North Carolina may very well be the state with the most variety when it comes to hiking locations. Whether you’re one with nature or an amateur adventurer, North Carolina has a trail for everyone. Here are 15 places to consider for your next hike.
With trailheads on both sides of the park and three manmade lakes, visiting William B. Umstead State Park is a must for cyclists, runners, hikers, campers, and equestrians alike. Its canoe and rowboat rentals, fishing docks, cabins and campgrounds, and picnic areas are sure to meet all your outdoor needs.
Outside of Charlotte, North Carolina, is the 1,625-foot summit of Crowder’s Mountain. Trails of varying difficulties are marked along the mountain, with the shortest and steepest being the Backside Trail. Before visiting, check the map so you can plan how long you want your journey up the mountain to be.
Beyond the Blue Ridge Parkway are the Graveyard Fields trails, a loop that winds through a valley to secluded waterfalls. The hike is lined with a log fence and is under four miles long, making it one of the many outdoor experiences near Asheville, North Carolina, perfect for a daytrip.
Crowder Mountain State Park’s highest peak, Kings Pinnacle, is a less-traveled trail known for its dense and unique foliage. Rhododendron bushes and hardwood trees surround the hike. The southern limit of the Bear Oak and the native home of the Mountain High-Bush Blueberry is a hidden haven for hikers old and new.
South Mountains State Park is one of North Carolina’s most rugged backcountry areas. An 80-foot waterfall, mountain streams, elevations up to 3,000 feet, and more than 40 miles of trails combine for endless adventure.
Smithfield, North Carolina, is home to the Buffalo Creek Greenway, a paved trail that meanders about three miles to the News River Walk. The trail is wheelchair-accessible and 10 feet wide to accommodate all its visitors including bicyclists.
One of Hanging Rock State Park’s trails in Danbury, North Carolina is a short, one-way known as Chestnut Oak Nature Trail. Less than a mile in length, this trail is a great option for hiking with family members of all ages.
Close to Linville, North Carolina, is the nearly 6,000-foot Grandfather Mountain. The non-profit site has the steepest slope of the eastern Blue Ridge Mountains and hosts daily events like group wildlife encounters and sunrise watching.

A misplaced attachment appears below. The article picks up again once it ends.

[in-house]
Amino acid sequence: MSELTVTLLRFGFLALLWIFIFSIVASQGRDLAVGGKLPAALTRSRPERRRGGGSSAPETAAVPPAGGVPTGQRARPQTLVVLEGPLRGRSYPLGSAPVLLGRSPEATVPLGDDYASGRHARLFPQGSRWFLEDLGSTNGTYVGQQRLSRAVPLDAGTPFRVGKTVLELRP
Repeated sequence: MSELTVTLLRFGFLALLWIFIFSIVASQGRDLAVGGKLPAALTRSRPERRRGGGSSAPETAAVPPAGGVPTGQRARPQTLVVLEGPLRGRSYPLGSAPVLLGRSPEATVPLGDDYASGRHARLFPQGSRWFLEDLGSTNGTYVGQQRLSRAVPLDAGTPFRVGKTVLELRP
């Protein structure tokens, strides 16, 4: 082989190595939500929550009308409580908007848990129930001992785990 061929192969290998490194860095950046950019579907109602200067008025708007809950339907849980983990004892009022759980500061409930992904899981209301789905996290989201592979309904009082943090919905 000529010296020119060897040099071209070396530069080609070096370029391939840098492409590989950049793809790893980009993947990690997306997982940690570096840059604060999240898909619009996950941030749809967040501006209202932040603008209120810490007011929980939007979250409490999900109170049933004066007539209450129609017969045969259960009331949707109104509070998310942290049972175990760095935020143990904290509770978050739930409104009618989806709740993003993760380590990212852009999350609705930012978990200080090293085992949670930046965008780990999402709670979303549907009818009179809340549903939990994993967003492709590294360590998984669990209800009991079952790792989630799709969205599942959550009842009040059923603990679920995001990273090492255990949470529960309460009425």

Although considered to be a difficult hike spanning nine miles, the Green Knob Hike leads to a remote part of the Pisgah National Forest at a 5,000-foot elevation. Along the hike are many massive forests of firs, spruces, beeches, oaks, and other trees.
The Flat Laurel Creek hike loops around the creek’s headwater basin and connects to side-hikes that lead to a waterfall. It’s not far from Graveyard Fields, but it’s considerably more private, even with its gentle climbs.
With five access areas through Durham and Orange counties, the Eno River State Park is a popular spot for locals seeking to camp, hike, canoe, kayak, or fish. Nearly 30 miles of hiking trails can be traveled with the shallow stream in sight.
Joyce Kilmer Memorial Forest is regarded as one of the United States’ best examples of old-growth forests, of natural preservation. Many of its trees are over 400 years old and 100 feet tall. To further protect the forest, it may only be visited by travelers hiking on foot.
Paralleling the Blue Ridge Parkway on Grandfather Mountain is the Tanawha Trail. The 13.5-mile trail named after the Cherokee word meaning fabulous hawk or eagle leads hikers by ancient ecosystems, boulder fields, and streams with a bird’s eye view.
The first American school of forestry is in the Pisgah National Forest, a hardwood forest of 500,000 acres. Mile-high peaks, slopes, and waterfalls encircle two of the first designated wilderness areas in the eastern states.
It’s no surprise that a trail traversing 14 states and 2,190 miles attracts three million people each year. Plan your hike on the Appalachian Trail by choosing North Carolina on the interactive map.